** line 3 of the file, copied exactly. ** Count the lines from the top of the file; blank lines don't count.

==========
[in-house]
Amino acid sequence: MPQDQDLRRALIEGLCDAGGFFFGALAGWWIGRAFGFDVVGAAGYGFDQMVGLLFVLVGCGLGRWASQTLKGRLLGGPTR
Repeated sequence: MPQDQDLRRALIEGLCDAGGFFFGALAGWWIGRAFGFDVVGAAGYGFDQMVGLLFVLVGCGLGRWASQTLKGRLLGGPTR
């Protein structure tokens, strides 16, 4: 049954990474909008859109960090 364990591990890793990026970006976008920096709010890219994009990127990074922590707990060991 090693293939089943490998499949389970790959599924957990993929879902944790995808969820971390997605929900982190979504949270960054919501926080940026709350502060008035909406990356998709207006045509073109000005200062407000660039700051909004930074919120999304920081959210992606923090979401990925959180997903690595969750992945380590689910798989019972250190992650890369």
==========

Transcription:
Repeated sequence: MPQDQDLRRALIEGLCDAGGFFFGALAGWWIGRAFGFDVVGAAGYGFDQMVGLLFVLVGCGLGRWASQTLKGRLLGGPTR